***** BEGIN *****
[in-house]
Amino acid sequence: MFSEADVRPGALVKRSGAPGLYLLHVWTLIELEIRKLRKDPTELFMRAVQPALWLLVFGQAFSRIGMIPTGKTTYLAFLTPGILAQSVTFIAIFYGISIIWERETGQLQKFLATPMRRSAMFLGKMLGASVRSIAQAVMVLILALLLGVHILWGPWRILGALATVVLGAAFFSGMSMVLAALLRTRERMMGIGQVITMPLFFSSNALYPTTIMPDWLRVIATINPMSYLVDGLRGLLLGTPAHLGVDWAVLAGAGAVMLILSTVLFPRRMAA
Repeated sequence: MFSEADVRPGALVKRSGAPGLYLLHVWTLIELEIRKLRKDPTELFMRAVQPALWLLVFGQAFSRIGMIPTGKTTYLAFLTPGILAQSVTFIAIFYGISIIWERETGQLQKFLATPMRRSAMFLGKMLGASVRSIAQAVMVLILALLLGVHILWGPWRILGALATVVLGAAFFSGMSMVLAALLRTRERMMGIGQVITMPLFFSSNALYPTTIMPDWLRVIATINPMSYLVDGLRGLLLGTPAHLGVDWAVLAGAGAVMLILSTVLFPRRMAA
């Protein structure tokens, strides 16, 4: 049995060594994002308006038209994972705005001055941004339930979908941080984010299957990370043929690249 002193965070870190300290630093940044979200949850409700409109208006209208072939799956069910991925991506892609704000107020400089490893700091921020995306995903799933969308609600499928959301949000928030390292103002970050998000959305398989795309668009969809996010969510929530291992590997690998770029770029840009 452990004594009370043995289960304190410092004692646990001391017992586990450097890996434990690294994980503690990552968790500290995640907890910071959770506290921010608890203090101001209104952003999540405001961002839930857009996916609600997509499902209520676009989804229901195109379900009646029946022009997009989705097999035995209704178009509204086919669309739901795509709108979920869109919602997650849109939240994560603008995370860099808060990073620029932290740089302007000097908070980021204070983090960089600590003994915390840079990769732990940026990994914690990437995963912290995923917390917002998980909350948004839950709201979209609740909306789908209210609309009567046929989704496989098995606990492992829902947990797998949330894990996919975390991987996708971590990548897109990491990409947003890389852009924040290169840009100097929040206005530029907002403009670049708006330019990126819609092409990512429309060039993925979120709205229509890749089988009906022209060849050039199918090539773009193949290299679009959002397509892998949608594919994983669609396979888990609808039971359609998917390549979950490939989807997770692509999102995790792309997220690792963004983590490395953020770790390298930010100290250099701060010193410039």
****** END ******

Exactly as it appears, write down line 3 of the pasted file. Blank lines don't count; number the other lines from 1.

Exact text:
Repeated sequence: MFSEADVRPGALVKRSGAPGLYLLHVWTLIELEIRKLRKDPTELFMRAVQPALWLLVFGQAFSRIGMIPTGKTTYLAFLTPGILAQSVTFIAIFYGISIIWERETGQLQKFLATPMRRSAMFLGKMLGASVRSIAQAVMVLILALLLGVHILWGPWRILGALATVVLGAAFFSGMSMVLAALLRTRERMMGIGQVITMPLFFSSNALYPTTIMPDWLRVIATINPMSYLVDGLRGLLLGTPAHLGVDWAVLAGAGAVMLILSTVLFPRRMAA